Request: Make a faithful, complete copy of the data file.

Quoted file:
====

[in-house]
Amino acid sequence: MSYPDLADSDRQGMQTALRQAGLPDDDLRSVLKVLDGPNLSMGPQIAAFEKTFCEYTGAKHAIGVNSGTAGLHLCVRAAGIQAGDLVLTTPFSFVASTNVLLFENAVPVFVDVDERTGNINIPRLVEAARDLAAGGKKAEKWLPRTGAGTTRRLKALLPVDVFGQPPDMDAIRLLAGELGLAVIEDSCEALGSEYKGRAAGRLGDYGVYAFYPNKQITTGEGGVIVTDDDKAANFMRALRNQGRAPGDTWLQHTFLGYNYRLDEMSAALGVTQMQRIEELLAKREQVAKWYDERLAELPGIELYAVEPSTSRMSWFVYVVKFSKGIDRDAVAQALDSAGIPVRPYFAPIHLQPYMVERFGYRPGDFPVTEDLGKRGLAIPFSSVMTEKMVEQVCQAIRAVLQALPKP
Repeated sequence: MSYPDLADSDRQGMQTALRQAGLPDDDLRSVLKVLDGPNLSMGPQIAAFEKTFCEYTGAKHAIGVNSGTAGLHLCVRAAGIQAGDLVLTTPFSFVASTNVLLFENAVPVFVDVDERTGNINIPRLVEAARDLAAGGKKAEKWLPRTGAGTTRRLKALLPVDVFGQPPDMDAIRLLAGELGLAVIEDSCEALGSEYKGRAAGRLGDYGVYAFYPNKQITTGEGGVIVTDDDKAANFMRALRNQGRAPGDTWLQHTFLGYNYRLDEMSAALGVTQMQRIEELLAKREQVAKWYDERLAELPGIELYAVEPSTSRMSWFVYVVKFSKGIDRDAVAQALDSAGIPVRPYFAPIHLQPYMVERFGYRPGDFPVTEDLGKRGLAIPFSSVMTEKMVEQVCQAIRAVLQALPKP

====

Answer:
[in-house]
Amino acid sequence: MSYPDLADSDRQGMQTALRQAGLPDDDLRSVLKVLDGPNLSMGPQIAAFEKTFCEYTGAKHAIGVNSGTAGLHLCVRAAGIQAGDLVLTTPFSFVASTNVLLFENAVPVFVDVDERTGNINIPRLVEAARDLAAGGKKAEKWLPRTGAGTTRRLKALLPVDVFGQPPDMDAIRLLAGELGLAVIEDSCEALGSEYKGRAAGRLGDYGVYAFYPNKQITTGEGGVIVTDDDKAANFMRALRNQGRAPGDTWLQHTFLGYNYRLDEMSAALGVTQMQRIEELLAKREQVAKWYDERLAELPGIELYAVEPSTSRMSWFVYVVKFSKGIDRDAVAQALDSAGIPVRPYFAPIHLQPYMVERFGYRPGDFPVTEDLGKRGLAIPFSSVMTEKMVEQVCQAIRAVLQALPKP
Repeated sequence: MSYPDLADSDRQGMQTALRQAGLPDDDLRSVLKVLDGPNLSMGPQIAAFEKTFCEYTGAKHAIGVNSGTAGLHLCVRAAGIQAGDLVLTTPFSFVASTNVLLFENAVPVFVDVDERTGNINIPRLVEAARDLAAGGKKAEKWLPRTGAGTTRRLKALLPVDVFGQPPDMDAIRLLAGELGLAVIEDSCEALGSEYKGRAAGRLGDYGVYAFYPNKQITTGEGGVIVTDDDKAANFMRALRNQGRAPGDTWLQHTFLGYNYRLDEMSAALGVTQMQRIEELLAKREQVAKWYDERLAELPGIELYAVEPSTSRMSWFVYVVKFSKGIDRDAVAQALDSAGIPVRPYFAPIHLQPYMVERFGYRPGDFPVTEDLGKRGLAIPFSSVMTEKMVEQVCQAIRAVLQALPKP